New Canadian Media

Saudi Arms Deal Not Worth Economic Gain: Jaramillo

Written by  New Canadian Media Monday, 01 February 2016 10:14
An almost $15 billion deal brokered by the former Harper government will see light armoured vehicles, like this one, shipped from Canada to Saudi Arabia.
An almost $15 billion deal brokered by the former Harper government will see light armoured vehicles, like this one, shipped from Canada to Saudi Arabia. Photo Credit: Allied Joint Force Command Brunssum via Wikimedia CC

by Alireza Ahmadian in Vancouver 

In this piece, journalist Alireza Ahmadian discusses Canada’s arms deal with Saudi Arabia with Cesar Jaramillo, Executive Director of Project Ploughshares, a non-governmental organization working in Canada and abroad to advocate for policy reform to prevent war and armed violence. 

The deal, valued at almost $15 billion, is the largest arms export contract in Canadian history and was awarded during the 2013-2014 fiscal year. It will see the shipment of an undisclosed number of light armoured vehicles, manufactured by General Dynamics Land Systems, based in London, ON, to Saudi Arabia. 

Why should Canadians be concerned about an arms deal between their government and Saudi Arabia, a country that both Human Rights Watch (HRW) and Amnesty International (AI) say violates human rights? 

It is not just HRW and AI who condemn the abysmal human rights situation in Saudi Arabia. Every authoritative organization in the world consistently ranks Saudi Arabia among the worst human rights violators [on] the planet. 

There is a widespread and well-documented pattern of violations of virtually every category of human rights in Saudi Arabia, so Canadians should definitely be concerned about the possibility that Canadian-made goods might be used to sustain a repressive regime and enable the further violation of human rights of civilians.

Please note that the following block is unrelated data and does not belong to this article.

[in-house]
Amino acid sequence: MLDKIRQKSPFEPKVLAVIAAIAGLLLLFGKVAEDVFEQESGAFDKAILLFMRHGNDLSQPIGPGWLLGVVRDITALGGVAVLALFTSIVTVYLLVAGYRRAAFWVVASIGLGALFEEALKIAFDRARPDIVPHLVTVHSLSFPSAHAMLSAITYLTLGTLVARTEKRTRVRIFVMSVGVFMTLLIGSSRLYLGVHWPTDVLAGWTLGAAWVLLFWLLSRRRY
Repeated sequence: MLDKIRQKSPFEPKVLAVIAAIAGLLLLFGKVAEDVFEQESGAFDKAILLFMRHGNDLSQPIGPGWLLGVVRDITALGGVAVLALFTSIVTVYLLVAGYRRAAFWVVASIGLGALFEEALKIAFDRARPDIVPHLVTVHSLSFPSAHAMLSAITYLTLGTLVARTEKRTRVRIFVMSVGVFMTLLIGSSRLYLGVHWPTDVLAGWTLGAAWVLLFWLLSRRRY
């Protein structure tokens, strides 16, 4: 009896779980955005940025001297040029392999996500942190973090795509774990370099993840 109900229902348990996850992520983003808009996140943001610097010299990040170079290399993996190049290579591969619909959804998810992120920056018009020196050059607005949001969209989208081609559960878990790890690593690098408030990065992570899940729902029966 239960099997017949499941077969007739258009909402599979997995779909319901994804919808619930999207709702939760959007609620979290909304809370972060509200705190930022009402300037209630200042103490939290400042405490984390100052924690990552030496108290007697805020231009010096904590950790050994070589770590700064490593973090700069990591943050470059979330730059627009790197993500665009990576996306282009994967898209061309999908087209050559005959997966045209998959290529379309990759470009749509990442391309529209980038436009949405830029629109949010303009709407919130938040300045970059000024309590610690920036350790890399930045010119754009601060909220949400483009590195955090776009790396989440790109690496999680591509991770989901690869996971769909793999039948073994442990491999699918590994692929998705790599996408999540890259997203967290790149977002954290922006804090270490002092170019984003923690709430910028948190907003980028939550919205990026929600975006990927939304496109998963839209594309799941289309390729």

What do we know about how Canadian arms are being used in Saudi Arabia? Are there any safeguards or ways of ensuring these weapons will not be used to violate human rights? 

We certainly know about the proclivity of the Saudi regime to systematically target civilians. In 2011, there were reports of Saudi forces using armoured vehicles, such as the ones Canada is set to ship to Saudi Arabia, to crush peaceful civilian protests in neighbouring Bahrain. 

The primary safeguard to ensure Canadian goods are not misused should be Canada’s own military export control policy, according to which the government must first determine that “there is no reasonable risk” that Canadian-made military goods might be [used] against civilians. 

Given what is widely known about the Saudi dire human rights record, it is hard to comprehend how there can be “no reasonable risk” of misuse. But so far the government has resisted calls to explain how the Saudi arms deal can be reconciled with the human rights safeguards of existing exports controls. 

"[W]hat’s to stop a country from selling weapons to ISIS or North Korea or organized criminals halfway around the world?"

Former foreign affairs minister, John Baird, also said that this deal has economic benefits for Canada. For instance, the arms deal supports “3,000 unionized workers in London, Ontario." What’s wrong with an arms deal that hires 3,000 Canadians? 

Of course there is nothing inherently wrong with job creation … However, we must recognize that this is a special case that merits special scrutiny. Valued at $15 billion, this is by far the largest military exports contract in Canadian history. And, as stated above, it is widely accepted that Saudi Arabia is a human rights pariah. 

So, while job creation is a legitimate pursuit of any government, in a case as egregious as this, we must assess as a society what is the real value we place on the protection of human rights. 

If economic gains are taken as the sole justification for arms exports authorizations, what’s to stop a country from selling weapons to ISIS or North Korea or organized criminals halfway around the world?